How Indian-Origin Doctor Helped Catch British Nurse Guilty Of Murdering 7 Newborns

London: Lucy Letby, the UK’s most prolific child killer, was on Friday found guilty of murdering seven newborn babies and trying to murder six others at Countess of Chester Hospital.

The 33-year-old nurse, who worked at the neonatal department of the hospital in north-west England, committed the heinous crimes between June 2015 and June 2016.

Letby managed to puzzle hospital authorities and police before being formally charged and retained in custody after being arrested for the third time in 2020.

An Indian-origin doctor was among those who raised concerns and suspected Letby’s actions, which ultimately helped convict the nurse.

Dr Ravi Jayaram, a consultant paediatrician at Countess of Chester Hospital with over 10 years’ experience of working under National Health Service (NHS), said some of the newborns could have been saved if his concerns about his former colleague had been heeded and the police alerted sooner.

“I do genuinely believe that there are four or five babies who could be going to school now who aren’t,” Jayaram told ITV News in an interview after the verdict.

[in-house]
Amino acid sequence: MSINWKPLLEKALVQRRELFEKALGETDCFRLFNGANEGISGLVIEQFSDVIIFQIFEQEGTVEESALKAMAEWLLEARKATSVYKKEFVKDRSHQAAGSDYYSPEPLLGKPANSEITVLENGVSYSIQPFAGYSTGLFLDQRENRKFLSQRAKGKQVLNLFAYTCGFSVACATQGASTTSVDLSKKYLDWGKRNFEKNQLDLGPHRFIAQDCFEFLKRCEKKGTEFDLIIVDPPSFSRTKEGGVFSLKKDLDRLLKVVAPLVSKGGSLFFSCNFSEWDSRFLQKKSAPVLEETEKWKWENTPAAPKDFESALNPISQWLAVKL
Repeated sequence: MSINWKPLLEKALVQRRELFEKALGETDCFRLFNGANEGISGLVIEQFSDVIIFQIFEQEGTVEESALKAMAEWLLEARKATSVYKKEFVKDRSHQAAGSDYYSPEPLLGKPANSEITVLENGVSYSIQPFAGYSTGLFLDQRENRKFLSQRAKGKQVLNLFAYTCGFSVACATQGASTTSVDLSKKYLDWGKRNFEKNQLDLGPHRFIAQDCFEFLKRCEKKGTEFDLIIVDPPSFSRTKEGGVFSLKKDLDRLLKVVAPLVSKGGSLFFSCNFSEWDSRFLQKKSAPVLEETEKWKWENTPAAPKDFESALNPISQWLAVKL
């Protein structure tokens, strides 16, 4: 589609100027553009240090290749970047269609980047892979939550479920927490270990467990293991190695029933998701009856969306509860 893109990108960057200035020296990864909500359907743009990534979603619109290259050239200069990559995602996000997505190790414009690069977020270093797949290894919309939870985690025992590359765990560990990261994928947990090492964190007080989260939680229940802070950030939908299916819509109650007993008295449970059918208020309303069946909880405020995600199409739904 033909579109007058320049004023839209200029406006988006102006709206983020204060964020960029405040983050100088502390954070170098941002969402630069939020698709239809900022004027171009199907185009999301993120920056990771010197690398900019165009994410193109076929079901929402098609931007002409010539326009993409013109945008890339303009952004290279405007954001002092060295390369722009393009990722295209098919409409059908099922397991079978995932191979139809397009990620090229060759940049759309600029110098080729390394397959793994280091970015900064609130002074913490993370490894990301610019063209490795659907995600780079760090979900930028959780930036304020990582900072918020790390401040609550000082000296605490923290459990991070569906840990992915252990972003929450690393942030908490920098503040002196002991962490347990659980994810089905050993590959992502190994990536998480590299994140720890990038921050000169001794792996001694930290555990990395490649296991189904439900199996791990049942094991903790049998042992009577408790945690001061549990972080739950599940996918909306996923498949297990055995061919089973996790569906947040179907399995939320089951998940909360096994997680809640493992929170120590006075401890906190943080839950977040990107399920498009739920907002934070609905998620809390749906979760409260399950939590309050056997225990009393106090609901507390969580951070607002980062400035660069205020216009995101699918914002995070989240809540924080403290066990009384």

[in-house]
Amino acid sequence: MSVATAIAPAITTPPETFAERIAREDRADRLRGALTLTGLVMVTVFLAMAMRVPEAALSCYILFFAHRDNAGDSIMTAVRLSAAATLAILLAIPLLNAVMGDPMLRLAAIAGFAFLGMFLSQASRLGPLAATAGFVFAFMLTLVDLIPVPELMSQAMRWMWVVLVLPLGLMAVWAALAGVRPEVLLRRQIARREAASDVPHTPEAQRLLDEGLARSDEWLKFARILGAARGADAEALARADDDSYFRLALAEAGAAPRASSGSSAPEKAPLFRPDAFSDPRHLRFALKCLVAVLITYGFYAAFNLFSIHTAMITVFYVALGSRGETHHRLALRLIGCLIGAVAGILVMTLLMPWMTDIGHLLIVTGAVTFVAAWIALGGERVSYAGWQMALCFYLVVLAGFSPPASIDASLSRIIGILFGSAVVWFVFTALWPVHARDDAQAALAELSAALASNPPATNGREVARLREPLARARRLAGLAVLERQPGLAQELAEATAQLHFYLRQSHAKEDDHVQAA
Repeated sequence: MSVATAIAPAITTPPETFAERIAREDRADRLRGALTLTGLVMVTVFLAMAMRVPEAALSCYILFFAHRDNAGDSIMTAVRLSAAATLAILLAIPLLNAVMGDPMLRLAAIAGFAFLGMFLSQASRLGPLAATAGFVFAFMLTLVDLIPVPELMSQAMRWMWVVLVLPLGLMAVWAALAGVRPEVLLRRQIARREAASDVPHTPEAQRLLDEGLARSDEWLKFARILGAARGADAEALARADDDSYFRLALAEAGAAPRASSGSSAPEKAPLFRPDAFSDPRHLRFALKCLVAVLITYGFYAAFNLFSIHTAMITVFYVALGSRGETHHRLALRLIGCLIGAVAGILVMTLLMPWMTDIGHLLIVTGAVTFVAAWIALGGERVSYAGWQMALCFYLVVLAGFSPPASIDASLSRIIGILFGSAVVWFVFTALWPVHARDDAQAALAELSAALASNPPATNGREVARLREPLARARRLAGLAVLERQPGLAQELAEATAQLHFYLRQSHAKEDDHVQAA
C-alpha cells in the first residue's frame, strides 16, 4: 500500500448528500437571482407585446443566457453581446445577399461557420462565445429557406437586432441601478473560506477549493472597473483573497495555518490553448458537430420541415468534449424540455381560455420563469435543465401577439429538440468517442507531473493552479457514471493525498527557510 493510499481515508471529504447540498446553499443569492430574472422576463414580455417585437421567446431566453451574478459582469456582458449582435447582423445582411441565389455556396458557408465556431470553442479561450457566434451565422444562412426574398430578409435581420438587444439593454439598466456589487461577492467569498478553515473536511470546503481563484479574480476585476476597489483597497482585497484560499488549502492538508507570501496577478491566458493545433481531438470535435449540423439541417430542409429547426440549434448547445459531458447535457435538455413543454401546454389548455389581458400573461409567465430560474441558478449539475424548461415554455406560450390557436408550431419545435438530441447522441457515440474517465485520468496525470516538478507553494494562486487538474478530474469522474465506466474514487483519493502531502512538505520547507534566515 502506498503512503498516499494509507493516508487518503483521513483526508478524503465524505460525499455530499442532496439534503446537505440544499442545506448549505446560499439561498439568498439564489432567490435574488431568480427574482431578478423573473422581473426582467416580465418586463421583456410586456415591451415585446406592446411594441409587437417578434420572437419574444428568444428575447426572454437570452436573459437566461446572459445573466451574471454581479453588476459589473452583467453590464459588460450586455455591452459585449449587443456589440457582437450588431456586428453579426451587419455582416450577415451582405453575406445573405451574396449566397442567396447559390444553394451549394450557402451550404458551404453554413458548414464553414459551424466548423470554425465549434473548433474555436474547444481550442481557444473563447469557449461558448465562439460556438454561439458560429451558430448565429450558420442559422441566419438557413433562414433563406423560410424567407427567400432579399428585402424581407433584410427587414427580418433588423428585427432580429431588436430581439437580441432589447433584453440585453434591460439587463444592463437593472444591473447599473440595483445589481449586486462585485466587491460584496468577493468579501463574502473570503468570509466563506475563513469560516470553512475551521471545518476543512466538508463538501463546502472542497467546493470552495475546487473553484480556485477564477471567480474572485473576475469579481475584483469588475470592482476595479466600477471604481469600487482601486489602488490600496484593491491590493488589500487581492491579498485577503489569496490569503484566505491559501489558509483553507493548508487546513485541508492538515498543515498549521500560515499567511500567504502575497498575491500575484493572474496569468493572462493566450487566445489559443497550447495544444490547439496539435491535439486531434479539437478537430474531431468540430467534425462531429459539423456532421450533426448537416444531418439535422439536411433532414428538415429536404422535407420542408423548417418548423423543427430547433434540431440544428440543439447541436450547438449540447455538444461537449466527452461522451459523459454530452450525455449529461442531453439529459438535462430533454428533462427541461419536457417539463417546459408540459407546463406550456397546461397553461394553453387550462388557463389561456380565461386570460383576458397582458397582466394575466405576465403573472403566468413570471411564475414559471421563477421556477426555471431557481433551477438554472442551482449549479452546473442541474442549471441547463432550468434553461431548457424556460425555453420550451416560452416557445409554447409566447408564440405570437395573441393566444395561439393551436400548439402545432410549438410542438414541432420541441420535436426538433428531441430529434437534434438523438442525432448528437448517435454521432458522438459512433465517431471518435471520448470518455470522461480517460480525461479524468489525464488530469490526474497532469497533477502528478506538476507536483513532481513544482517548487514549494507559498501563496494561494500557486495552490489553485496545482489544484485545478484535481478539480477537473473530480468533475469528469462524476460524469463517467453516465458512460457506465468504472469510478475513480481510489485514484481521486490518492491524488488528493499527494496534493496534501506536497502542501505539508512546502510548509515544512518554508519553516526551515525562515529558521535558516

Dr Jayaram revealed that he kept pleading with hospital managers for about two years to investigate Letby.

Not only was his claim ignored, Dr Jayaram was even made to apologise and attend meditation with her.

Dr Jayaram, who did his undergraduate training in Newcastle-upon-Tyne and trained in paediatrics in Bristol, New South Wales and London, told the TV channel that his suspicions about Letby were confirmed when he saw the nurse attending to a baby one evening.

“That is a night that is etched on my memory and will be in my nightmares forever,” recalled Dr Jayaram.

He told the channel that he and other consultants first started doubting Letby after three babies died in June 2015. As more babies collapsed and died, some senior doctors like him held several meetings with hospital executives to raise concerns about Letby.

It was eventually in April 2017 that the NHS trust allowed doctors to meet a police officer.

“The police, after listening to us for less than 10 minutes, realised that this is something that they had to be involved with. I could have punched the air,” said Dr Jayaram.

An investigation was launched shortly afterwards.

She was first arrested in July 2018, but charged only in November 2020 after being nabbed for the third time.

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